Horse therapy helping healthcare workers with pandemic stress

Phoenix Equine Assisted Program is allowing healthcare workers to destress with a unique kind of therapy.

FORT VALLEY, Georgia (41NBC/WMGT) – A unique kind of therapy using horses is helping healthcare workers cope with pandemic stress.

Nicole Ammons, a respiratory therapist from Newnan, drove all the way to Fort Valley for her second therapy session with her new best friend.

“Lilly is an 8-year-old Arabian mare,” Phoenix Equine CEO Barbara Adler said. “She can sense when someone is in trouble.”

Since they met, Lilly’s empathy has allowed her to understand Ammons’ stress over the pandemic.

“I think we’re all at a point now where I think we all have some sort of PTSD,” Ammons said. “And we’re just overloaded with stress.”

She describes her experiences in the pandemic like something out of a nightmare and says the therapy sessions with Lilly through the Phoenix Equine Assisted Program make it all go away.

“It lets me clear my mind,” she said. “I don’t have anything other than Lilly to focus on. Her movements and just not think about anything else for those 20 minutes. It’s great.”

Phoenix Equine Therapy is taking everything known about horse therapy and turning it backwards,. The program allows pandemic heroes to ride horses backwards as a part of a special therapy called Draper Sensory Method.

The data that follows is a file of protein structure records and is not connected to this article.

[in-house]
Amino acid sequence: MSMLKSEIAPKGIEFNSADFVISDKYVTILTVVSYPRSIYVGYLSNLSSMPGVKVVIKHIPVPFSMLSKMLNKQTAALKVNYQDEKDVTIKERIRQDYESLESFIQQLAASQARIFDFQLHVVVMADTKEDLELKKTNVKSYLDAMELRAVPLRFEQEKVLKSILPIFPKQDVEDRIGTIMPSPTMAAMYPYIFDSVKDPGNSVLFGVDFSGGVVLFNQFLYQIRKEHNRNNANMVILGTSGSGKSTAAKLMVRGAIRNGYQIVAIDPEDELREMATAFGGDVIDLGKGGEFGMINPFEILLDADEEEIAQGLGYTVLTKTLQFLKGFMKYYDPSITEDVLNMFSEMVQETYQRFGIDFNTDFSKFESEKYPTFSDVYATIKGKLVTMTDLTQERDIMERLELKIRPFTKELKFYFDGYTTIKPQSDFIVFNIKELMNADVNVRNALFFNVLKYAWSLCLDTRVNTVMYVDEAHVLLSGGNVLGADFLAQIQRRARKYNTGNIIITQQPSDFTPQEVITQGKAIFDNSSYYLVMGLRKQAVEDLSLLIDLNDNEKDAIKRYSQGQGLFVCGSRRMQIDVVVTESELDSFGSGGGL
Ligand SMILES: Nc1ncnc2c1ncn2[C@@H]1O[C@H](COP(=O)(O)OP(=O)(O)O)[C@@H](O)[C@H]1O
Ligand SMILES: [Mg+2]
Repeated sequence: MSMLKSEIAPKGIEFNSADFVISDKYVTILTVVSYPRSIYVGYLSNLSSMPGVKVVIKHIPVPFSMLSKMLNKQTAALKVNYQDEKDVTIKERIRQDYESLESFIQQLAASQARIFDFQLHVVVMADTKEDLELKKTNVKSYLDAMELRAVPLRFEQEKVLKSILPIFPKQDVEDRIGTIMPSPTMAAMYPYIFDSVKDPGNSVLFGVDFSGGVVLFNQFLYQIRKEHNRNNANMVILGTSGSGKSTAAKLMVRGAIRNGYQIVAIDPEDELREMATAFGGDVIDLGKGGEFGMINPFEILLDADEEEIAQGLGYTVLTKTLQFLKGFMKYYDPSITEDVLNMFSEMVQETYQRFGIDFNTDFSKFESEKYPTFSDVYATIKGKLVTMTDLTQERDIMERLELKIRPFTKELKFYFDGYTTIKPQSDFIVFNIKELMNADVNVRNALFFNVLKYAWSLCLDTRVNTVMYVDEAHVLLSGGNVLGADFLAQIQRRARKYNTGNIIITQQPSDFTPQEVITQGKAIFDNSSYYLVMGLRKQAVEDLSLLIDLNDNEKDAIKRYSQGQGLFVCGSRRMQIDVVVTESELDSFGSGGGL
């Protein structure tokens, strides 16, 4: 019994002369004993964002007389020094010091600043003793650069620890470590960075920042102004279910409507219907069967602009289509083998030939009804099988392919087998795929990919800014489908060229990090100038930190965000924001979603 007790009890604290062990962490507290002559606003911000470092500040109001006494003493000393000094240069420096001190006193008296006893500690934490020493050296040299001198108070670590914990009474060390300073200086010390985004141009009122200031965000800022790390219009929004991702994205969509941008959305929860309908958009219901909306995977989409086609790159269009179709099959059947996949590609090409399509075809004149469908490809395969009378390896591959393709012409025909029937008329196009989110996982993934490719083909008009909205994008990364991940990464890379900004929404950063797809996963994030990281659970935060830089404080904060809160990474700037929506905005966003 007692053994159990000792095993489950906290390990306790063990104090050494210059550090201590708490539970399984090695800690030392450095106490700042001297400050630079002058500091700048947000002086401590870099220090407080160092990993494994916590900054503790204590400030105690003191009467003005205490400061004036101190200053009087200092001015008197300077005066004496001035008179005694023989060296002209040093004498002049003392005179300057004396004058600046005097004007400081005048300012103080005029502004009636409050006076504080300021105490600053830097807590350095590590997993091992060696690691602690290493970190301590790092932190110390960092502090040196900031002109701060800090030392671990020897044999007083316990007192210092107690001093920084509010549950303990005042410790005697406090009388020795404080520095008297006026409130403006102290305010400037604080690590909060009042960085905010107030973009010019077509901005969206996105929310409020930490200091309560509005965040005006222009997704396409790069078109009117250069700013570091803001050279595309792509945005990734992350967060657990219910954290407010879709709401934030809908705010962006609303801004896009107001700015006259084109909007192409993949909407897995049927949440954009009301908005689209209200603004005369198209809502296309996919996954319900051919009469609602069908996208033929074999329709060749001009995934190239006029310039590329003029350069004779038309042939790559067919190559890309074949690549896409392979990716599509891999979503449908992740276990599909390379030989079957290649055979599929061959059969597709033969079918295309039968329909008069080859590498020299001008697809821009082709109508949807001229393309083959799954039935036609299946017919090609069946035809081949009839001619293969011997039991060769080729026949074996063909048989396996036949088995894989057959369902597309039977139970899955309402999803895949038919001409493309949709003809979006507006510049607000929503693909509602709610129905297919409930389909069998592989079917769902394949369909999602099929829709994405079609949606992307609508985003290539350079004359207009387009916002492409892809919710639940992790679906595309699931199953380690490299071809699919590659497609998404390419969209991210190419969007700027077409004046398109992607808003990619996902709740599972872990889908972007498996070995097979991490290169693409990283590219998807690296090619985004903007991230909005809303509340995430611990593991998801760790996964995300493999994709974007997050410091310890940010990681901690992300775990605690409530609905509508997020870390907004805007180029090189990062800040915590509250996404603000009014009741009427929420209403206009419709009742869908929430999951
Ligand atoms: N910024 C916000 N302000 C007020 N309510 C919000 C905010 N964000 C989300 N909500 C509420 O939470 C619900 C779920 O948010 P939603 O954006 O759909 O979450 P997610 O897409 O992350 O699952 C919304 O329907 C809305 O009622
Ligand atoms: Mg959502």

“There’s a specific rhythm that she has, so we want to capture that rhythm, your body becomes in sync with it,” Adler said. “That stops the stress. It stops the cortisol and the adrenalin and then the good hormones, like serotonin, dopamine, oxytocin, those come into the brain and balance the chemistry.”

Adler started this program three years ago and believes those on the front lines need it now more than ever.

“Our heroes that are out there fighting the COVID, keeping us alive, the guys that run into danger that live danger every day, that’s so stressful,” she said.

Adler says she’s had a 100% success rate with PTSD, depression, anxiety and several other mental stressors. She encourages anyone looking for a healthy alternative method for treating stress to saddle up.

If you’re a healthcare worker and need a break, Adler asks that you give her a call to schedule a free first session at (678) 588-4394.

Categories: COVID-19, Featured, Health, Medical, Peach County, WMGT

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